Star Trek episode, "Amok Time". Their biggest hit, "China in Your Hands",
is about Frankenstein. Most listeners never realised this because the
version released as a single was missing a couple of crucial lines.

T. Rex:
Before they hit it big with "Get it On (Bang a Gong)", they recorded
music dominated by sylvan fantasy themes vaugely inspired by Tolkein.
(Their percussionist went by the name Steve Peregrin Took, f'instance.)
The album entitled "T.Rex" includes "Ride a White Swan" and "Wizard";
two earlier albums, recorded when the band used the long form of their
name, i.e. Tyrannosaurus Rex, are "My people were fair and had sky in
their hair...But now they're content to wear stars on their brow"
and "Prophets, Seers, and Sages."

Talking Heads:
"Life During Wartime" from "Fear of Music", about an America at war.
"Moon Rocks" from "Speaking in Tongues", a surrealistic piece about
nuclear physics and magic. "(Nothing But) Flowers" from "Naked",
discusses a future return to an agrarian, nature-oriented lifestyle.
"The Facts of Life" from "Naked" recapitulates human history
extending it into the future.

Taylor, Roger:
LP "Fun in Space".

Belgian electro-pop; futuristic tracks include "Rendezvous Dans L'Espace".

Ten Years After:
"Year 3000 Blues" on "Cricklewood Green" is about someone having to report
to some sort of euthanasia center because he wasn't up to the society's
eugenic standards. Also "Here They Come" from "A Space in Time",
which is about some visiting space travellers.

They Might be Giants:
"For Science!" is about a man willing to date "the girl from Venus'
despite the risk of radiation poisoning. Their latest LP is entitled
"Apollo 18" (the Apollo program stopped at #17). See also "The Guitar".
The also perform (live) a song called "Why Does the Sun Shine?" which is
somewhat Mr.Wizard-ish; it's recently been released as a single.
(They performed it live on Nicks Rocks _ages_ ago, and some people still have
a copy floating around.) Strangely, it is a cover of an educational children's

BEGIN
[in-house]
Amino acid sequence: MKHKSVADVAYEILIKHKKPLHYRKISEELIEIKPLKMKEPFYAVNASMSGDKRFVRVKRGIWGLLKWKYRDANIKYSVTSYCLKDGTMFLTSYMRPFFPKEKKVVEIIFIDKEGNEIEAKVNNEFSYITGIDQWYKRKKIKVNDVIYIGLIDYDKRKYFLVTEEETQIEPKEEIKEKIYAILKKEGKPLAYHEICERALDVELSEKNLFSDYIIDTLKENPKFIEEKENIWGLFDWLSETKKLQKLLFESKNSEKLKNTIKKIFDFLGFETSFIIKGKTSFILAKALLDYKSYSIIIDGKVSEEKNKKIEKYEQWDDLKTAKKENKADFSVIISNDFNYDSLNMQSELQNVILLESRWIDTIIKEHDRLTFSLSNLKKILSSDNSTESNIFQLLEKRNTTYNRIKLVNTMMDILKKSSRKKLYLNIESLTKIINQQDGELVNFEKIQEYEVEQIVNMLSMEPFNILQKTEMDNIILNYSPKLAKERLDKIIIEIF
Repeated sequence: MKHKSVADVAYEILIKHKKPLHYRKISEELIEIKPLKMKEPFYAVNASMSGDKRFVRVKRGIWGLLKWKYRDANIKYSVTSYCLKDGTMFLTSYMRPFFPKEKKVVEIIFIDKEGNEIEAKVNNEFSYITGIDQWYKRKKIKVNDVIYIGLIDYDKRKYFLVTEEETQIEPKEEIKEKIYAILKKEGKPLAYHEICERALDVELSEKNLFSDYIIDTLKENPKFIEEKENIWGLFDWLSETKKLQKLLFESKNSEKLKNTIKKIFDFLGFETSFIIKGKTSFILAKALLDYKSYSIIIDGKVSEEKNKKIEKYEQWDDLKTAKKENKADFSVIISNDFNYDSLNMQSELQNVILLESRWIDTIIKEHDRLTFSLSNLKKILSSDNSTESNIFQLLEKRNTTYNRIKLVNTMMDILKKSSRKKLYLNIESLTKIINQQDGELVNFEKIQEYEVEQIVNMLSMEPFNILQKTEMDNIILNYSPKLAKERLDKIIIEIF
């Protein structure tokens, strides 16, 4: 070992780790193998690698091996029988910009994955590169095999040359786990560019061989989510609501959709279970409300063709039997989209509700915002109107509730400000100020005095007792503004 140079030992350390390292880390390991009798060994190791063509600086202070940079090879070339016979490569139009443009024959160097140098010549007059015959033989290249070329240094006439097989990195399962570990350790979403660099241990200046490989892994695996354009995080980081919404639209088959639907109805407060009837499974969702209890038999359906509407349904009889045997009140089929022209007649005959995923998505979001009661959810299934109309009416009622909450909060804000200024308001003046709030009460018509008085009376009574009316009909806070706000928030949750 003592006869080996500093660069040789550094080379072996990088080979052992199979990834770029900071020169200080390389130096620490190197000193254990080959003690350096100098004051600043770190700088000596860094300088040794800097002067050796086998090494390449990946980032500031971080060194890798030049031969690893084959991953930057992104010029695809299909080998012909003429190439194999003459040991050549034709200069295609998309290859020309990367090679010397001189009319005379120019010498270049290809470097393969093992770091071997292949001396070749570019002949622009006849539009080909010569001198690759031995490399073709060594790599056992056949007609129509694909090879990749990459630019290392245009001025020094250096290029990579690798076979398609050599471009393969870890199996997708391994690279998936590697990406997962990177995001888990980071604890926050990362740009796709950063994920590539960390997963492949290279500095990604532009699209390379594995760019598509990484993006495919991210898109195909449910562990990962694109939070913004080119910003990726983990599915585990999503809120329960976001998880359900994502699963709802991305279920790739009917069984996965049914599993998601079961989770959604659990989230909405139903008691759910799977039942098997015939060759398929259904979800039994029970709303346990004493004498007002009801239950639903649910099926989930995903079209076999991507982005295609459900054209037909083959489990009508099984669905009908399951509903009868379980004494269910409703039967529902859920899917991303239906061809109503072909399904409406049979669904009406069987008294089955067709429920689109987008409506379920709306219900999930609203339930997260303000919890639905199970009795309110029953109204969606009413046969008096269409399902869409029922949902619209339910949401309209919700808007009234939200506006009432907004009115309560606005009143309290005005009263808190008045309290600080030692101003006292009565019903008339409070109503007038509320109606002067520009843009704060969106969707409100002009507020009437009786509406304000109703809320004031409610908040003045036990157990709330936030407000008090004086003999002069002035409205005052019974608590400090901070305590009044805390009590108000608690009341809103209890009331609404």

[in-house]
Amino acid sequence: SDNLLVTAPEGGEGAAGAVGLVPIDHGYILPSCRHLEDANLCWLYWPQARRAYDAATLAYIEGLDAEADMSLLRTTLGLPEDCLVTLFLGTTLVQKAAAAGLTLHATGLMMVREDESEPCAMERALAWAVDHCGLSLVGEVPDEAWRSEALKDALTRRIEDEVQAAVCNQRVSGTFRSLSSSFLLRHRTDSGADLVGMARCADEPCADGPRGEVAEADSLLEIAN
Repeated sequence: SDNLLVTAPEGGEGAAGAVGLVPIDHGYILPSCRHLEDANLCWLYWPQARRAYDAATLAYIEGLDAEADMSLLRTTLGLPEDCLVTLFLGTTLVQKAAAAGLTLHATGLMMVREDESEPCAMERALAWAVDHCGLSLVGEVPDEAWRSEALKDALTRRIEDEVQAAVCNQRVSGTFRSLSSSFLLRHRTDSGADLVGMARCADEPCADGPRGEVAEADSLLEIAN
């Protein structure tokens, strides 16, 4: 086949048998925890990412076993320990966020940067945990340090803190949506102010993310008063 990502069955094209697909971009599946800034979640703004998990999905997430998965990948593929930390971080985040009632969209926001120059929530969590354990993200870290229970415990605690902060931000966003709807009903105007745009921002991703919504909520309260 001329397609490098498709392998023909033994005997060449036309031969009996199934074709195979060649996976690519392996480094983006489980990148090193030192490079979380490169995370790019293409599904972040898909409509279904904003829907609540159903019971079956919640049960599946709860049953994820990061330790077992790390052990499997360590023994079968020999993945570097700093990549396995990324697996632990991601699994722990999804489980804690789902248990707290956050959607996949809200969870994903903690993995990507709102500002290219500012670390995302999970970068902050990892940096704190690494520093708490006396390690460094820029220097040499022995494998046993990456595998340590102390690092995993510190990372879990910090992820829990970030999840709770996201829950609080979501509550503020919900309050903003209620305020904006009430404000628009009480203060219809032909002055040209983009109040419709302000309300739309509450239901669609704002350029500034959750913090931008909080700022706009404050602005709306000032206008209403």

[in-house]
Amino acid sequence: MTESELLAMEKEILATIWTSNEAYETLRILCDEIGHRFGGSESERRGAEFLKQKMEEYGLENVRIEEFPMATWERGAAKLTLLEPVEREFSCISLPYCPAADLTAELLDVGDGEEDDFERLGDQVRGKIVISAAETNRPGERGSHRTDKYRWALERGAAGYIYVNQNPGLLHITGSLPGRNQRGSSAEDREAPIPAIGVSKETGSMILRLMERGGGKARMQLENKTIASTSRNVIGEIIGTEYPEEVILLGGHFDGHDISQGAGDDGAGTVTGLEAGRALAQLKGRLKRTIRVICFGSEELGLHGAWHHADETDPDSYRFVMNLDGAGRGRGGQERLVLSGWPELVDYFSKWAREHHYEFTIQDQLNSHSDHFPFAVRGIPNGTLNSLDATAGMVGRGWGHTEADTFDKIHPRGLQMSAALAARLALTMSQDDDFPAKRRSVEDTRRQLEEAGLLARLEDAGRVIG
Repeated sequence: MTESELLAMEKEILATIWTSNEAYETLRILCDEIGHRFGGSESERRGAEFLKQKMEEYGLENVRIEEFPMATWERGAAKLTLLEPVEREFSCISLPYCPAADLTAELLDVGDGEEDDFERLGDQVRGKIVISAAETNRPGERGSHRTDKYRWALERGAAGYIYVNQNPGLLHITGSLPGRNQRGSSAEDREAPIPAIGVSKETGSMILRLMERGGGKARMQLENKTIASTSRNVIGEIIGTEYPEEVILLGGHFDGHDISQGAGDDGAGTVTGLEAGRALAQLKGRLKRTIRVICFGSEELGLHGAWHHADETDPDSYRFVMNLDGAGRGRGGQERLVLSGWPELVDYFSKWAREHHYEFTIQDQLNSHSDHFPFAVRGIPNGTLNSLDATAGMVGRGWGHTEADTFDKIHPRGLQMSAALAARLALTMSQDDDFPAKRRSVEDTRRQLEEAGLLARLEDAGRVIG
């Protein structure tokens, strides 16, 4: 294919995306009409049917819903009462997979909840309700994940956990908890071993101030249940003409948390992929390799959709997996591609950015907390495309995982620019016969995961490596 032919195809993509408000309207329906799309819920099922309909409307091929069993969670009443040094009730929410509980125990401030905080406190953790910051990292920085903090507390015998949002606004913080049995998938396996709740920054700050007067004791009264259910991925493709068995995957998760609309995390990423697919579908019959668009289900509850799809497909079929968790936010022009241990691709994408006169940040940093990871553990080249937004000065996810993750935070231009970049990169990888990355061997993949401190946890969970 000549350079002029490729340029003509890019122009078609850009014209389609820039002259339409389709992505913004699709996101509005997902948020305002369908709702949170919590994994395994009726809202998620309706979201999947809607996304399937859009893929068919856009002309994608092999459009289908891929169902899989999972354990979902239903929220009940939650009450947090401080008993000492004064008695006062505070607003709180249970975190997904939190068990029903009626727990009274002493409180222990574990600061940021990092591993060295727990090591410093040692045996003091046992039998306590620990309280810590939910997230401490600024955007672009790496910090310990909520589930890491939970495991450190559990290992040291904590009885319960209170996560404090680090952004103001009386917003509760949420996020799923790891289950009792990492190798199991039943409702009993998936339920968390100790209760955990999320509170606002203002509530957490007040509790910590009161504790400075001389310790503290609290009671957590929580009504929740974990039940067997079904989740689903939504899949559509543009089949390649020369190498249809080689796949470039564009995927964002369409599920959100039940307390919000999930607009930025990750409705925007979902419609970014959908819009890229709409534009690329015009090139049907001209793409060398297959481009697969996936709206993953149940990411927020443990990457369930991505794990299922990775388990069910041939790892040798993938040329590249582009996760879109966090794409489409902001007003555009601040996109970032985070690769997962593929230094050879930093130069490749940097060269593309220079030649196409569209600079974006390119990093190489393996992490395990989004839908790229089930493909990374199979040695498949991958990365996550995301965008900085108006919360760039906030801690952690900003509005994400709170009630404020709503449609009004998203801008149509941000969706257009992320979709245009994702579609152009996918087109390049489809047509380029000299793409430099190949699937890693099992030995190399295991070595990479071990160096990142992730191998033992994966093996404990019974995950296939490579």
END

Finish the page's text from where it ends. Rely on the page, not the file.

record. It starts out with "The sun is a mass/ of incandescent gas..."
(It's originally from the album "Space Songs", an album of space songs
for children performed by Tom Glazer (a children's singer) and
Dottie Evans (a Country/Western singer). They also did an album called
"Energy and Motion Songs", about Physics.) There's also a song on one
of their CD-singles called "Moving to the Sun", sort of sf-ish.
"The Statue Got Me high" is also sf-ish, and "Actual Size" may be
about Armageddon. Another notable track: "Particle Man"
(from "Flood", 1990) combines superhero imagery with quantum physics.
TMBG were Musical Ambassadors for the International Space Year.

Thin Lizzy:
The title track of "Jailbreak" is about a (futuristic?) jailbreak.

Thorpe, Billy:
"Children of the Sun", a curiously popular song from the early 80's,
is about an massive alien ship landing.

Formerly known as the JAMS, now calling themselves the KLF, the Timelords put
out a single called "Doctorin' the TARDIS", which contains lots of samples from
the TV show Doctor Who, and a remix called "Gary in the TARDIS" with samples (I
think) from Gary Glitter.

Titus Groan:
A band named after, and taking most of their material from,
Mervyn Peake's "Gormenghast" books. Relevant songs include "The
Hall of Bright Carvings" and "Fuchsia".

Tomita, Isao:
Highly influential electronic musician whose works often have SF themes
or are derived from SF sources. Some citations by album:

Kosmos: "Star Wars Theme," by John Williams and "A Space Fantasy"
based on "Also Spracht Zarathustra" (R. Strauss) and
"Die Valkure" (Wagner). "The Sea Named Solaris," which is Tomita's
tribute to the Russian SF film "Solaris". The movie is about a planet